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Tactical Earbuds Are The Next Big Thing In Soldier Safety
Hearing loss is a huge problem for active-duty service members and veterans alike, but the military has done very little in the past to preempt auditory damage beyond issuing earplugs to troops downrange. Instead, the responsibility falls on the Department of Veterans Affairs to provide medical treatment and compensate veterans grappling with service-connected auditory issues.
But U.S. Army researchers are working to fix that with the tactical communications and protective system (TCAPS), a wearable designed to allow soldiers to communicate effectively in combat situations, without exposing their ears to damaging battlefield noises.
Army Lt. Col. Amy Blank and 1st Lt. Maggie Schad, two audiology experts from the Walter Reed National Military Medical Center, are working with PEO Soldier to develop and field TCAPS, which will allow soldiers to communicate effectively in combat situations, without exposing their ears to damaging battlefield noises.
“Traditional hearing protection dampens loud level sounds from damaging hearing, but also blocks much needed low level inputs that soldiers need to hear to maintain their situational awareness on the battlefield,” Blank said. The wearable TCAPS fit like earbuds, which allow soldiers to communicate over radio while also protecting their hearing against the racket of automatic weapons fire. U.S. Special Forces troops were fitted for the first iteration of the TCAPS in 2014, but Blank and Schad are hoping they’ll be made a service-wide requirement. After all, maintaining hearing is key for readiness and mission success.
“In 2015, a study was conducted at Fort Campbell that simulated mild, moderate, and profound hearing loss profiles compared to normal hearing soldiers during team level maneuvers,” Schad said. “The results showed as hearing loss worsened, the lethality of the soldiers significantly decreased.”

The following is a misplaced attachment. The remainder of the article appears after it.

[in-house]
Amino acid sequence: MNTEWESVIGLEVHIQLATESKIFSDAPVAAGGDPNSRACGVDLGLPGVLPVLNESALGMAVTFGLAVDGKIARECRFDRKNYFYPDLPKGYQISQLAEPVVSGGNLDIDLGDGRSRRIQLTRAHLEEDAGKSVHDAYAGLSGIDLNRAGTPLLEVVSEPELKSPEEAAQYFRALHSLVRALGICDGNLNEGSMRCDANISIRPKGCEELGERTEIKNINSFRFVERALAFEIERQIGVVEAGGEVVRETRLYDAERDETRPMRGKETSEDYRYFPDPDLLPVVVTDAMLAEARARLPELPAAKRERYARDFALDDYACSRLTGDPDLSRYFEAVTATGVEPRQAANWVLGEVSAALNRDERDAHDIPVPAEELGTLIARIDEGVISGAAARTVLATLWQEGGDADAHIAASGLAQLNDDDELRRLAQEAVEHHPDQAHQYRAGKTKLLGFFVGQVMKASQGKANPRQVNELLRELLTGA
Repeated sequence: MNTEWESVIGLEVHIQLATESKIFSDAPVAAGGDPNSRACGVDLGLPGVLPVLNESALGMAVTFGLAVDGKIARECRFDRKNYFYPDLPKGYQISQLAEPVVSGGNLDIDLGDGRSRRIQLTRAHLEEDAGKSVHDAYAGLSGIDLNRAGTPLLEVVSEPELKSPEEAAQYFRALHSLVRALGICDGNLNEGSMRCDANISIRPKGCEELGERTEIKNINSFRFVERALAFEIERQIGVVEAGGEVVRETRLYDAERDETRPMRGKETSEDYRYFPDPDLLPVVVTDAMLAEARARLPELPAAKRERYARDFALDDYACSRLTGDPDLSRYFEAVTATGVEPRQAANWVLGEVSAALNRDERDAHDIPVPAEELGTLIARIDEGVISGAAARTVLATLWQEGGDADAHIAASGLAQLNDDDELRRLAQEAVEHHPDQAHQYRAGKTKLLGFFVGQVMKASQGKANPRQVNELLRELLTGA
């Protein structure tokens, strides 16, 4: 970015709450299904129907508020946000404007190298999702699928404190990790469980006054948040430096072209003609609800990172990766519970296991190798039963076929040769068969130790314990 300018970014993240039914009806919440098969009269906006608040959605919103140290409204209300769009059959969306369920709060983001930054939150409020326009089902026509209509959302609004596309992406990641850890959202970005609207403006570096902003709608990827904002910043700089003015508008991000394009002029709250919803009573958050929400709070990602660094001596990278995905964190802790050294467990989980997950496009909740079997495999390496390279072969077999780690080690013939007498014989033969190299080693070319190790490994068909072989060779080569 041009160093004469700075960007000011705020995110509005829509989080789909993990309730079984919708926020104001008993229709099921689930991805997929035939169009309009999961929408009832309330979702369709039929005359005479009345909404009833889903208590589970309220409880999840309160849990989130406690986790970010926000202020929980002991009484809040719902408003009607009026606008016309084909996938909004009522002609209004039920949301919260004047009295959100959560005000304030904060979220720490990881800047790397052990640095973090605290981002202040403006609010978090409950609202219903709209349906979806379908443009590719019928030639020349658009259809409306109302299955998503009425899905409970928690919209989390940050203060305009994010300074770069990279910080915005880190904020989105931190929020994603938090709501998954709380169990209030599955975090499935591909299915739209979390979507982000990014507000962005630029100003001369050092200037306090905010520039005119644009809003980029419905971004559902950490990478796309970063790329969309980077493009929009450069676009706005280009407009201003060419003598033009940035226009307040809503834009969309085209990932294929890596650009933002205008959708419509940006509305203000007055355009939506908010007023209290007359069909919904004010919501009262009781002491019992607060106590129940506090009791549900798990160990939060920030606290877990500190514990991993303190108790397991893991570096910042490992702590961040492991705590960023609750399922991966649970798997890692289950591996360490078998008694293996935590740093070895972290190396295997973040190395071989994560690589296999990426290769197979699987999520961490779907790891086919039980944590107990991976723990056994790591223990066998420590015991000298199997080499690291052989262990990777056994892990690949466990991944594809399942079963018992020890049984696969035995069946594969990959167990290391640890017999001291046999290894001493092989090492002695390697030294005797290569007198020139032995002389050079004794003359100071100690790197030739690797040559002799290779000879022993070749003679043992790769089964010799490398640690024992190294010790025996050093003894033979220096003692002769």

Protecting service members’ hearing could also provide relief to the VA’s budget as well. According to a VA study, in 2015, over 1 million veterans were receiving disability compensation for hearing loss, and 1.45 million were compensated for tinnitus.
Military CME reported that in 2006, veteran compensation for hearing loss and tinnitus cost approximately $1.2 billion, and costs continue to be an issue as hearing loss has become the military’s “silent epidemic.”
Tinnitus, the VA found, is also linked to emotional distress in veterans: “71.9 percent of the 91 veterans with tinnitus they studied also had a diagnosis of anxiety, 59.3 percent had depression, and 58.2 percent had both conditions.”
“Our hope is to be able to make more ‘educated and informed’ decisions regarding hearing readiness for soldiers before we determine what level of hearing loss becomes critical to safety and situational awareness,” Blank said.
The USS Eagle 56 was only five miles off the coast of Maine when it exploded.
The World War I-era patrol boat split in half, then slipped beneath the surface of the North Atlantic. The Eagle 56 had been carrying a crew of 62. Rescuers pulled 13 survivors from the water that day. It was April 23, 1945, just two weeks before the surrender of Nazi Germany.
The U.S. Navy classified the disaster as an accident, attributing the sinking to a blast in the boiler room. In 2001, that ruling was changed to reflect the sinking as a deliberate act of war, perpetuated by German submarine U-853, a u-boat belonging to Nazi Germany's Kriegsmarine.
Still, despite the Navy's effort to clarify the circumstances surrounding the sinking, the Eagle 56 lingered as a mystery. The ship had sunk relatively close to shore, but efforts to locate the wreck were futile for decades. No one could find the Eagle 56, a small patrol ship that had come so close to making it back home.
Then, a group of friends and amateur divers decided to try to find the wreck in 2014. After years of fruitless dives and intensive research, New England-based Nomad Exploration Team successfully located the Eagle 56 in June 2018.
Business Insider spoke to two crew members — meat truck driver Jeff Goodreau and Massachusetts Department of Corrections officer Donald Ferrara — about their discovery.
These CIA officers were the first US boots on the ground in Afghanistan after 9/11 — and one was 'Marine Todd'
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The last time the world saw Marine veteran Austin Tice, he had been taken prisoner by armed men. It was unclear whether his captors were jihadists or allies of Syrian dictator Bashar al Assad who were disguised as Islamic radicals.
Blindfolded and nearly out of breath, Tice spoke in Arabic before breaking into English:"Oh Jesus. Oh Jesus."
That was from a video posted on YouTube on Sept. 26, 2012, several weeks after Tice went missing near Damascus, Syria, while working as a freelance journalist for McClatchy and the Washington Post.
Now that Tice has been held in captivity for more than seven years, reporters who have regular access to President Donald Trump need to start asking him how he is going to bring Tice home.
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Sometimes a joke just doesn't work.
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On Friday DVIDSHUB tweeted a picture of a B-2 bomber on the flight line with a formation of airmen in front of it along with the caption: "The last thing #Millenials will see if they attempt the #area51raid today."